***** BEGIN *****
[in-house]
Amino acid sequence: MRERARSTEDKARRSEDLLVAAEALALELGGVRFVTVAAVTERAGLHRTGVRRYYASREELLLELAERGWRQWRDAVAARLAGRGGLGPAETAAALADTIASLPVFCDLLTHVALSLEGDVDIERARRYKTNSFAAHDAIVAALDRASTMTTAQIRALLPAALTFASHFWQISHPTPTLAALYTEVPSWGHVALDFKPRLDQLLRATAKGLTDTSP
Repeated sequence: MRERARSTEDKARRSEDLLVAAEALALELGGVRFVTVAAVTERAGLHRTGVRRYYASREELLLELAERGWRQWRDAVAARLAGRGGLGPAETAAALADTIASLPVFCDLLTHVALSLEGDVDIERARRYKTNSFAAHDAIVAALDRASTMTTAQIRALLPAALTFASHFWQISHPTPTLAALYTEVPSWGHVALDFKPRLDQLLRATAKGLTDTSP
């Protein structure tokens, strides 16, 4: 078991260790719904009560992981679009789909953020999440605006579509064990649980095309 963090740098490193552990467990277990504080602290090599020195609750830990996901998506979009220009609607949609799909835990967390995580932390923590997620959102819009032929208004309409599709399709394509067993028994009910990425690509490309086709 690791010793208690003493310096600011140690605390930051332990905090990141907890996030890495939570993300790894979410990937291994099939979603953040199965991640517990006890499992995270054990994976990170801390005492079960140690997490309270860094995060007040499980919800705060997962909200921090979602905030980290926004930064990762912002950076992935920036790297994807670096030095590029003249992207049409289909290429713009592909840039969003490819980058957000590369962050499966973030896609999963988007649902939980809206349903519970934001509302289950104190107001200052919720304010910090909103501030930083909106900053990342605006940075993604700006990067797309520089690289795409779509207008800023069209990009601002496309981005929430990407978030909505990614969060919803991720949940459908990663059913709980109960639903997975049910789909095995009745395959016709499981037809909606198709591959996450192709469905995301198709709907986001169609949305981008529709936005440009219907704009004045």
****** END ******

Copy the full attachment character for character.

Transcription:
[in-house]
Amino acid sequence: MRERARSTEDKARRSEDLLVAAEALALELGGVRFVTVAAVTERAGLHRTGVRRYYASREELLLELAERGWRQWRDAVAARLAGRGGLGPAETAAALADTIASLPVFCDLLTHVALSLEGDVDIERARRYKTNSFAAHDAIVAALDRASTMTTAQIRALLPAALTFASHFWQISHPTPTLAALYTEVPSWGHVALDFKPRLDQLLRATAKGLTDTSP
Repeated sequence: MRERARSTEDKARRSEDLLVAAEALALELGGVRFVTVAAVTERAGLHRTGVRRYYASREELLLELAERGWRQWRDAVAARLAGRGGLGPAETAAALADTIASLPVFCDLLTHVALSLEGDVDIERARRYKTNSFAAHDAIVAALDRASTMTTAQIRALLPAALTFASHFWQISHPTPTLAALYTEVPSWGHVALDFKPRLDQLLRATAKGLTDTSP
């Protein structure tokens, strides 16, 4: 078991260790719904009560992981679009789909953020999440605006579509064990649980095309 963090740098490193552990467990277990504080602290090599020195609750830990996901998506979009220009609607949609799909835990967390995580932390923590997620959102819009032929208004309409599709399709394509067993028994009910990425690509490309086709 690791010793208690003493310096600011140690605390930051332990905090990141907890996030890495939570993300790894979410990937291994099939979603953040199965991640517990006890499992995270054990994976990170801390005492079960140690997490309270860094995060007040499980919800705060997962909200921090979602905030980290926004930064990762912002950076992935920036790297994807670096030095590029003249992207049409289909290429713009592909840039969003490819980058957000590369962050499966973030896609999963988007649902939980809206349903519970934001509302289950104190107001200052919720304010910090909103501030930083909106900053990342605006940075993604700006990067797309520089690289795409779509207008800023069209990009601002496309981005929430990407978030909505990614969060919803991720949940459908990663059913709980109960639903997975049910789909095995009745395959016709499981037809909606198709591959996450192709469905995301198709709907986001169609949305981008529709936005440009219907704009004045």